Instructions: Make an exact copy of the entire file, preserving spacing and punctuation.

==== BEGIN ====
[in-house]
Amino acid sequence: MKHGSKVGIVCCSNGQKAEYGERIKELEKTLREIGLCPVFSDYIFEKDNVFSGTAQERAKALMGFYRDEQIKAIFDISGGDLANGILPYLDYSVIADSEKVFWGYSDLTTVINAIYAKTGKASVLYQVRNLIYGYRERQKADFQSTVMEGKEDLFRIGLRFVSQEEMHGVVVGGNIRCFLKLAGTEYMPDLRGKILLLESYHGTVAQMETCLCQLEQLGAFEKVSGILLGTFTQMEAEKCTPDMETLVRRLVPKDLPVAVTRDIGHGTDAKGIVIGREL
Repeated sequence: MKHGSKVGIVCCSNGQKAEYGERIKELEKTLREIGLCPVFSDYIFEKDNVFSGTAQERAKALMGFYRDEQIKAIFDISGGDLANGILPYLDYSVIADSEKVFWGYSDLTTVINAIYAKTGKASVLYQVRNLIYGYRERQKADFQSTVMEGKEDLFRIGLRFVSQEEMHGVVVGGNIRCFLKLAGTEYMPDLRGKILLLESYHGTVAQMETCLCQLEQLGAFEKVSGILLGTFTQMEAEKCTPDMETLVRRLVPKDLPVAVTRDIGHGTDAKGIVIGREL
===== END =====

[in-house]
Amino acid sequence: MKHGSKVGIVCCSNGQKAEYGERIKELEKTLREIGLCPVFSDYIFEKDNVFSGTAQERAKALMGFYRDEQIKAIFDISGGDLANGILPYLDYSVIADSEKVFWGYSDLTTVINAIYAKTGKASVLYQVRNLIYGYRERQKADFQSTVMEGKEDLFRIGLRFVSQEEMHGVVVGGNIRCFLKLAGTEYMPDLRGKILLLESYHGTVAQMETCLCQLEQLGAFEKVSGILLGTFTQMEAEKCTPDMETLVRRLVPKDLPVAVTRDIGHGTDAKGIVIGREL
Repeated sequence: MKHGSKVGIVCCSNGQKAEYGERIKELEKTLREIGLCPVFSDYIFEKDNVFSGTAQERAKALMGFYRDEQIKAIFDISGGDLANGILPYLDYSVIADSEKVFWGYSDLTTVINAIYAKTGKASVLYQVRNLIYGYRERQKADFQSTVMEGKEDLFRIGLRFVSQEEMHGVVVGGNIRCFLKLAGTEYMPDLRGKILLLESYHGTVAQMETCLCQLEQLGAFEKVSGILLGTFTQMEAEKCTPDMETLVRRLVPKDLPVAVTRDIGHGTDAKGIVIGREL